How to Allocate Resources With CGroups

The closed source CPanel has some great resource management tools, but open source control panels like Vesta Control Panel haven’t yet caught up to that. So, what I want to show you is how you can apply CPU and RAM limits to your web hosting service using CGroups. First things first,

What are CGroups?

CGroups, or Control Groups, are a linux kernel feature that allow you to manage resource allocation really efficiently. They’ve been around for quite a while now. I’m not going to go into an in depth analysis of systemd, slices, processes, etc. Rather, I’d like to point you to this video which goes into all that good stuff if you’re interested. For now, let’s jump to the way you’d limit a user’s CPU.

Demonstration: Limiting CPU

To limit a user’s CPU, you need to install the `libcgroup` package. On RHEL/CentOS, do:

sudo yum install libcgroup

On Arch Linux, assuming you have an AUR helper, install the `libcgroup` package from the AUR. On ubuntu/debian,

sudo apt-get install libcgroup

Now, the `libcgroup` package isn’t supposed to install CGroups, it’s just a set of utilites that allow you to interact with the cgroup kernel feature. Let’s start using it

Let’s limit the cpu of a user to 1 core, 50%. Open up `/etc/cgconfig.conf` in your text editor of choice (I recommend nano), and add these lines

group limit0cpu50 {
cpu {
cpuset {

This creates a cgroup which has the subsystems cpu, cpuset. In the cpu subsystems, we’re saying that for every second (`cpu.cfs_period_us`) any process within that cgroup has access to the CPU for 0.5 seconds. So that limits the cpu to 50%. Now to limit the cpu to a single core, we can set the cpuset.cpus parameter to 0 to limit it to core 0. The cpuset.cpus value can be comma separated ranges too, so for example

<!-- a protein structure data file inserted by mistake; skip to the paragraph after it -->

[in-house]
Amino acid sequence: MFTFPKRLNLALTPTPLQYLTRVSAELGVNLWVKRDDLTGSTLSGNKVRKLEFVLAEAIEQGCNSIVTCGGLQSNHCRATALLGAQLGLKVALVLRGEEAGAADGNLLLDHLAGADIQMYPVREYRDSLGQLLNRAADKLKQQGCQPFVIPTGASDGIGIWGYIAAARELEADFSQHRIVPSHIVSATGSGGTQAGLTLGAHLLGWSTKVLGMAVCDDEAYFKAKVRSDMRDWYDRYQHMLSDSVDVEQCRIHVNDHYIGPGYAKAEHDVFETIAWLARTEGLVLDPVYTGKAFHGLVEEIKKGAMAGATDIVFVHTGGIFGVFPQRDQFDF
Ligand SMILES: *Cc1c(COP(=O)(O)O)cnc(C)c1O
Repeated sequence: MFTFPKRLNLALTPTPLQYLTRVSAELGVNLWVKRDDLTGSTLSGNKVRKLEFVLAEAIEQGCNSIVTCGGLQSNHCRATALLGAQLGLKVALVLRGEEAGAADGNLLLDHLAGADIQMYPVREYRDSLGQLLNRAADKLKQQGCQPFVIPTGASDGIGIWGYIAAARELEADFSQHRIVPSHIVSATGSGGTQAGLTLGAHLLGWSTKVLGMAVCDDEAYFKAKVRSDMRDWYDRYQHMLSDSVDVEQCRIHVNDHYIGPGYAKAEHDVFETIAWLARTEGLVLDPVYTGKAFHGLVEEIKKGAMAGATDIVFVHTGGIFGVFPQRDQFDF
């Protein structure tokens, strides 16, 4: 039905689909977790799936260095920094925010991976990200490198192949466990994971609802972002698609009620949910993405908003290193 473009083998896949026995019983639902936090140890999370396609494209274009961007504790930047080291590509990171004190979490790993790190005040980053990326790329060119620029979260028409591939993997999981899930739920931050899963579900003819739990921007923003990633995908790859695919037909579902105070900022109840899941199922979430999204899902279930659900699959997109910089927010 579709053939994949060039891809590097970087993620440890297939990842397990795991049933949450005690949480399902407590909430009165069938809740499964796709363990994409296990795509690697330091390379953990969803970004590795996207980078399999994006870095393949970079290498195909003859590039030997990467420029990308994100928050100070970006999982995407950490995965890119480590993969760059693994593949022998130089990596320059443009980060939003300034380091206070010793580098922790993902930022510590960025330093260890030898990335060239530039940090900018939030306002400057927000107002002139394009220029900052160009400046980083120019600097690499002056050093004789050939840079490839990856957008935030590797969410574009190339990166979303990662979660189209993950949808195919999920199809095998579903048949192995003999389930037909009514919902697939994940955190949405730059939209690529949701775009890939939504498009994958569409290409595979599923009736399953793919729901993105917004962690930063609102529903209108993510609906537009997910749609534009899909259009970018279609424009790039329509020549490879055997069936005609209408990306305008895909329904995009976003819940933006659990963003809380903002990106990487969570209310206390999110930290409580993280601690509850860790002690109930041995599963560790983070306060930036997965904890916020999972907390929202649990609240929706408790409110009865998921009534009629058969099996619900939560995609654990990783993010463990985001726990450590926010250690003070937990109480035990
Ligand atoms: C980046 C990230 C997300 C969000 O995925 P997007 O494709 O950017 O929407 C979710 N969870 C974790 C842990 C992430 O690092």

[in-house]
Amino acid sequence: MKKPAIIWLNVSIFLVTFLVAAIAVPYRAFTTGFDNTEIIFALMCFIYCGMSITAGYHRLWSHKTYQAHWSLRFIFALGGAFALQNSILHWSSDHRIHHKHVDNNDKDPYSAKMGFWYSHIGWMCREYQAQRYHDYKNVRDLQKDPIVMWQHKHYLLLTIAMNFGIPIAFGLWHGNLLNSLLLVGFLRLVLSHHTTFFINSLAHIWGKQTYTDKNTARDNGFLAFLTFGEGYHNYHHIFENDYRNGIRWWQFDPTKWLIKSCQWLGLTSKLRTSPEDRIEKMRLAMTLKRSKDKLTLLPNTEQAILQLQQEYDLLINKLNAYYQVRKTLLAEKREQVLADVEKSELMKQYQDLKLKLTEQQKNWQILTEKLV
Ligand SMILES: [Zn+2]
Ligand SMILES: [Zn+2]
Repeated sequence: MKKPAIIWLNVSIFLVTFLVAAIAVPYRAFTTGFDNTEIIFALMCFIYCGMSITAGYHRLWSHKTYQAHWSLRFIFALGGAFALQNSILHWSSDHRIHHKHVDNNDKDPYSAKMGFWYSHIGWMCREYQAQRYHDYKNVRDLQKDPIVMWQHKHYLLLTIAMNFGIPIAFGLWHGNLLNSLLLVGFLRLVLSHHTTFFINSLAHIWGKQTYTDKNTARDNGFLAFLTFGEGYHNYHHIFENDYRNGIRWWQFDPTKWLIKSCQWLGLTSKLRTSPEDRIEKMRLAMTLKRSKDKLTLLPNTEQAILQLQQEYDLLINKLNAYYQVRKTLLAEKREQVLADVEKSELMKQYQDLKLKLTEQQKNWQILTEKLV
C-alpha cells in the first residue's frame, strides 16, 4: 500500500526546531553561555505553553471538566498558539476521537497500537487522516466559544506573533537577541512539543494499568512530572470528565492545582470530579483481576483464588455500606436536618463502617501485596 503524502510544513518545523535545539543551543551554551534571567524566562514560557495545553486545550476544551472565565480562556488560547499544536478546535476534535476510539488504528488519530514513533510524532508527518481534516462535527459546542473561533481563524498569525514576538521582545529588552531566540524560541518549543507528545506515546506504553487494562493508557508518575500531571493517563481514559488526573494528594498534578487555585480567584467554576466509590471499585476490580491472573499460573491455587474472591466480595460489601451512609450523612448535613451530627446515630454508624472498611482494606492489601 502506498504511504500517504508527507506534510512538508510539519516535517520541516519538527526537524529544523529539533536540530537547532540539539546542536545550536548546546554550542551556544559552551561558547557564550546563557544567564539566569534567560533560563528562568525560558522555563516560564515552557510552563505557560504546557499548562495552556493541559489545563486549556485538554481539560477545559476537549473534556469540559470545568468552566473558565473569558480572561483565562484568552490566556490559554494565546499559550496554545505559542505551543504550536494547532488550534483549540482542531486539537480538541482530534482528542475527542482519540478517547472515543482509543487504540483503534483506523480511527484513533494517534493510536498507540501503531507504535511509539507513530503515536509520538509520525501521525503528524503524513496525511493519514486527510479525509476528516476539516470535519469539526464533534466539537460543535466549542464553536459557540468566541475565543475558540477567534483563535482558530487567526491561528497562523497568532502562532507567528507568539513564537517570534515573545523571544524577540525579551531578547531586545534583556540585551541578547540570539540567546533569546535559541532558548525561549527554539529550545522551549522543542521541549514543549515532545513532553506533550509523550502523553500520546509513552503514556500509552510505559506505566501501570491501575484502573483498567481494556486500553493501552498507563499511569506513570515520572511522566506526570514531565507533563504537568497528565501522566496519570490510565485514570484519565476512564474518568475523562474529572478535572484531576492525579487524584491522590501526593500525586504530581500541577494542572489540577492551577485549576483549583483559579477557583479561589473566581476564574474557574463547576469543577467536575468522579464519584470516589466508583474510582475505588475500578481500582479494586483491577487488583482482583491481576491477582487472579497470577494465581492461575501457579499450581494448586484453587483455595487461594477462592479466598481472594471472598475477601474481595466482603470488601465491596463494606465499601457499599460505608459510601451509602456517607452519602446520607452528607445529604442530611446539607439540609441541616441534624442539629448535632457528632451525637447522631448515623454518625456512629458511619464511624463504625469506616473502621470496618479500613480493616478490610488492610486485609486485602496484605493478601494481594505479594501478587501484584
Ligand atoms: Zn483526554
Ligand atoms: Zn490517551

And the `cpuset.mems` allocates the memory nodes. Now to assign every process spawned by the user, let’s say, cocoa to that cgroup. Open up the file /etc/cgrules.conf and type in this:

cocoa        cpuset,cpu        /limit0cpu50

This assigns the user cocoa to the cgroup limit0cpu50, and under the subsystems cpuset and cpu. If I had a `memory` subsystem too, then it wouldn’t have restricted memory (assuming I hadn’t added `memory` in there too). And finally, the cgroup we want to limit to is the `limit0cpu50` cgroup.

One last thing we need to do. If you’re on CentOS or RHEL, run:

sudo systemctl start cgconfig
sudo systemctl start cgred
sudo systemctl enable cgconfig
sudo systemctl enable cgred

This starts the cgconfig and cgred services, and enables them to run on boot.

And that’s it! That’s all you need to do to enable that cgroup!
Also, Flaunt7 is currently planning to develop a webgui to automate all of this, so all you’ll have to do is just install that webgui and turn some knobs to get your cgroups up and running!

Finally, I want to point you to the Red Hat documentation on CGroups to help you out more.

Happy Linuxing!

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About the Author: Jatin Kaushal

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